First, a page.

LLast week, two Watford fan groups successfully lobbied for their side’s friendly against Qatar to be scrapped. Women of Watford and LGBTQ+ support group Proud Hornets tweeted their disdain after the game was announced. They discussed their concerns and Watford withdrew. “The game was never completed and it became abundantly clear that this was a game not to be played; Therefore, the schedule has been revised,” said a spokesman for the club.
The Football Association of Qatar said it had received a number of offers to play in friendlies. “We picked some friendlies with different European teams and Watford was not among those games that the team will play.”
The cancellation of a meaningless game at a training camp in Austria between a championship side trying to build some fitness and the World Cup hosts doesn’t seem like the biggest story.
But the fact that a gay supporter group played a key role in influencing the decisions of a professional football club seems quite a landmark moment. Would that have happened a decade ago? It’s to Watford’s credit that they listened to their fans. And it’s heartwarming that Women of Watford and Proud Hornets . On Thursday, the Shrewsbury Town group reached Proud Salopians the same resultwith their club’s game against Qatar being cancelled.
This week in Guardian Football Weekly, as part of Pride month, we included a special on the LGBTQ+ community’s experiences in-game. There are reasons to be positive: the mobilization of fan groups, the increased visibility through things like the Rainbow Laces campaign, current players like Josh Cavallo and Jake Daniels finding almost universal support and love.
But from reports we’ve received, endemic homophobia in football has had a major impact on gay football fans. Tony was just one example:
“As a closed gay man struggling with my sexuality in the early 2000s, the patterns of behavior at soccer games and from family and friends around me definitely contributed to the longer time it took me to come to terms with my sexuality — and the issues that followed (PTSD burying true feelings for so long, etc.). Being withdrawn and young at football games is a strange experience as you deny your true self and allow it to be validated by the language and actions you see around you.
“The pressure to act in a straight line and fit in was constant stress, but only recognized through self-reflection — after I stopped going to soccer games and came to terms with my sexuality. The macho culture of football means you will hear discrimination in almost all forms in most games you go to. This could be just small comments, a “harmless” joke, or something bigger and more threatening to vulnerable groups (not just LGBTQIA).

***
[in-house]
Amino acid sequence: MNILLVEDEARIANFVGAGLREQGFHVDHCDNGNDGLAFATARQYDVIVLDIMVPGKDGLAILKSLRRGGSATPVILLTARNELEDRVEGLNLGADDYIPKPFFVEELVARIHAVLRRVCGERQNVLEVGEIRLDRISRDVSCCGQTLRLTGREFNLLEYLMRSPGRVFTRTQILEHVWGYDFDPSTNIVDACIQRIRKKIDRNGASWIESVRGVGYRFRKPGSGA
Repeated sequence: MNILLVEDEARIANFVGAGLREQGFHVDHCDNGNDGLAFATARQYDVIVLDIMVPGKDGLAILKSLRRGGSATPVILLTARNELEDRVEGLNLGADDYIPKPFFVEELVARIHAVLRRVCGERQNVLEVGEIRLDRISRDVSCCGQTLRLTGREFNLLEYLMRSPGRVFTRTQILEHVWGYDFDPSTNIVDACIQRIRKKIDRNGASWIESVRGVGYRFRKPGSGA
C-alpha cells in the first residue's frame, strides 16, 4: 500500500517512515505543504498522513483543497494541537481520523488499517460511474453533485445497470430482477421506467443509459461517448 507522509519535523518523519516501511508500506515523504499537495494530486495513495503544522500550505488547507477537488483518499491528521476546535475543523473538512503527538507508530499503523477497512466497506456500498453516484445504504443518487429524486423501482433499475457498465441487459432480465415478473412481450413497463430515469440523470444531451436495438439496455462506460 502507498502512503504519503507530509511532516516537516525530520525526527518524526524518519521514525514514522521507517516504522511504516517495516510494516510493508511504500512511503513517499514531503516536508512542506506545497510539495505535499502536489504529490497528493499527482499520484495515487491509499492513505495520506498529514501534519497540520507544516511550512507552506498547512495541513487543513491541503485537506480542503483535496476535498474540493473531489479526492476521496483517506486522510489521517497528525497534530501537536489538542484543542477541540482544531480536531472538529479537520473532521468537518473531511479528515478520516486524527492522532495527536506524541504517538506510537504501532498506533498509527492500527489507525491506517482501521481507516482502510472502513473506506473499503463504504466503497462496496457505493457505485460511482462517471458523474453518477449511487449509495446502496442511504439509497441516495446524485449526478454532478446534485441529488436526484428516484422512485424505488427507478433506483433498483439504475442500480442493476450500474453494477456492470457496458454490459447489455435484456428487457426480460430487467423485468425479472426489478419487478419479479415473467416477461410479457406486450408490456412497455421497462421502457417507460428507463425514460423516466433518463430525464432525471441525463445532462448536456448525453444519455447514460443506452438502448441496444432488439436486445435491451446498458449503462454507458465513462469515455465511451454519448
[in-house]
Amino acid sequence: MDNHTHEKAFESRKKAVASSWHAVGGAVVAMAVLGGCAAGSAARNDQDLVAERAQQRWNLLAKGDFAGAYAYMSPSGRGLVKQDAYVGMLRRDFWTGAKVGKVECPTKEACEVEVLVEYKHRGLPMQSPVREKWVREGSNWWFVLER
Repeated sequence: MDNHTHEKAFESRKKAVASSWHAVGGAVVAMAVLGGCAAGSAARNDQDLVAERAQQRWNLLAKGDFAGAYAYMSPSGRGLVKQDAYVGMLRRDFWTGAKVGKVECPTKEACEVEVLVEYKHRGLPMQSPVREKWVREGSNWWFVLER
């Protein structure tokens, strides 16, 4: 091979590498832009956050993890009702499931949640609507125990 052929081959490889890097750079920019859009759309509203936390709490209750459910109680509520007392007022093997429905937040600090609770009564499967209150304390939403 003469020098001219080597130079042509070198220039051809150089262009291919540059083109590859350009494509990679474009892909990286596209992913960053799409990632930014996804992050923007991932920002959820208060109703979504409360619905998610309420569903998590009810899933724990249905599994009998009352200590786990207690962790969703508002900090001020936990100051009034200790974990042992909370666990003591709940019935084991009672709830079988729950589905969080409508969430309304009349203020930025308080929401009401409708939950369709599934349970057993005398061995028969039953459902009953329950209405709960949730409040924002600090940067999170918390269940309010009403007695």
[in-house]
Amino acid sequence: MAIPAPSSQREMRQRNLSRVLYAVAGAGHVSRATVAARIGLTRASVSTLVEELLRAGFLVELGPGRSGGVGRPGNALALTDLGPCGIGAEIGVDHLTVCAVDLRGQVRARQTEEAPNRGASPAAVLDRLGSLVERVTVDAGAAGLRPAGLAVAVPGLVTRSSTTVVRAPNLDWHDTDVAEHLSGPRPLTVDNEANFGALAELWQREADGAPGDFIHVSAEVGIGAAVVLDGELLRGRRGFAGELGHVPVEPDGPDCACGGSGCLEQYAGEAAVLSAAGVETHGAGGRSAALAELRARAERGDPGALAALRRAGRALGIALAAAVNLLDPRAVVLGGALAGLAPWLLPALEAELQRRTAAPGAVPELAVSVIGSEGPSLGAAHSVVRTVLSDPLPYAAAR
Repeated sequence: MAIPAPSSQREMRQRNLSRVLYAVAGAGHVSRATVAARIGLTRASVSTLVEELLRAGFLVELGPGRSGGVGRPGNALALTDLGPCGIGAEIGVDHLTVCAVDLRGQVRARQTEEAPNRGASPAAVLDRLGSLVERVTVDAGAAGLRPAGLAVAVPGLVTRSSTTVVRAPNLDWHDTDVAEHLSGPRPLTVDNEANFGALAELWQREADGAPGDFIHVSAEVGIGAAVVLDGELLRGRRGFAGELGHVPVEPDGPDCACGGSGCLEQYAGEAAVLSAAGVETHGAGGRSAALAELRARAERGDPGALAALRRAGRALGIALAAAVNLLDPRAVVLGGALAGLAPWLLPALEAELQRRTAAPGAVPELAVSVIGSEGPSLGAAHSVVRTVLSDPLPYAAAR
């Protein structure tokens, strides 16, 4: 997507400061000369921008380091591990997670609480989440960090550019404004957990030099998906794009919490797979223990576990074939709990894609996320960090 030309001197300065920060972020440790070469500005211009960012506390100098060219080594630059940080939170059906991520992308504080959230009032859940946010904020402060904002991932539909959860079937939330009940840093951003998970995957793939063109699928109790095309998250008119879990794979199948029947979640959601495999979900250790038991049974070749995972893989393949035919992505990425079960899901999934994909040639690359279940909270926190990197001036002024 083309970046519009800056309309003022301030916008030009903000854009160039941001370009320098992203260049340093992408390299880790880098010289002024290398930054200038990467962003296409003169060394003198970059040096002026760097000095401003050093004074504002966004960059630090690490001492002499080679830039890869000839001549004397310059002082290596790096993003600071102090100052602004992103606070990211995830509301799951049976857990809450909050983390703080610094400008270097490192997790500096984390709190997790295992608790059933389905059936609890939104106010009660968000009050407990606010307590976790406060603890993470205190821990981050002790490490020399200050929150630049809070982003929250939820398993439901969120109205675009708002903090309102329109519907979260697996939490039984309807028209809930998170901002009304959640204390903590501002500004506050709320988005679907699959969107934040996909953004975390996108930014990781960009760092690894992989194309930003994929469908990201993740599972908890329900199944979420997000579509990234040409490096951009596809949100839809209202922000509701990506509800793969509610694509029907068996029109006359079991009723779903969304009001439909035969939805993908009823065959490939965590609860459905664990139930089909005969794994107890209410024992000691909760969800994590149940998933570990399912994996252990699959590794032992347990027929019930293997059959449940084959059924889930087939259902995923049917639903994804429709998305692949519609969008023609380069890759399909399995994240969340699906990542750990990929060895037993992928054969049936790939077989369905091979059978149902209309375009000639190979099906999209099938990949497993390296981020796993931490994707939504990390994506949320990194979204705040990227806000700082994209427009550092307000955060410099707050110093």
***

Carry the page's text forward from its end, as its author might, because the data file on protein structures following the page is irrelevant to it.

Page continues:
“The people I’ve gone to the games with are some of the nicest, down to earth, selfless people you could meet – but their lack of experience with more diverse groups means everything is about their own social group and perspective goes beyond is difficult to understand.”
It’s obvious when you think about it that when you’re frequently exposed to homophobic environments, it becomes harder to come out — and like Tony, you might stop altogether. Unless some people feel comfortable enough to show up, soccer really isn’t for everyone.
It’s hard to quantify exactly how much better or worse it is as more people are reporting incidents and authorities are taking it more seriously. Last year, the CPS rightfully made the “chick boy” chant a hate crime.
In 2020, according to an ICM survey for the Rainbow Laces campaign, 20% of sports fans thought anti-LGBTQ+ language was harmless when meant as a joke. You wonder if more than 20% felt that way but knew how to answer.
When I was on the playground 30 years ago, we all used the word gay as a derogatory term. I don’t remember singing homophobic songs in the stands a few years later, but I heard so much about it and never said it out loud — also on Sunday league pitches. On the pod, we’ve received countless reports from amateur footballers about the level of homophobia they still face.
Tom shared his experience with us:
“While I was sacked from Luton Town just for not being good enough, I felt compelled to quit playing football altogether a few years later when I suffered homophobic abuse in a league game on Sunday. I would classify it as “mental abuse”. Opposition players, who knew I was gay, took turns whispering rude and abusive things in my ear, out of earshot of everyone else (“Would you sleep with one of your teammates then? I bet that’s awful!’) and other similar things. It was a horrible feeling and after that I decided I wasn’t going to go through it again because of the football on Sunday morning.
It’s depressing to read, but it underscores the need to continue these conversations and, more importantly, to be a true ally. Perhaps just liking the idea of diversity and inclusion and not doing anything about it is not enough.
Rishi Mandlani is from Foxes Pride and Pride in Football: “If you follow a club or national team, join as an ally with their LGBT fan group. We’ve got 50+ now and hopefully we’ll get to 92. If your club has no support when it starts.”
And as Nicky Bandini, who came out as transgender in 2019, said on the pod: “Be vocal. Be vocal in support if you hear something that isn’t true. It’s not easier to question things just because we’re LGBTQ+; In fact, it is often more difficult.”
This year there is a World Cup in a country where homosexuality is illegal. When Qatar take on Ecuador in the third game of the opening day, not many people will think of the game they didn’t play against Watford in July, but it means something that the activists prevented.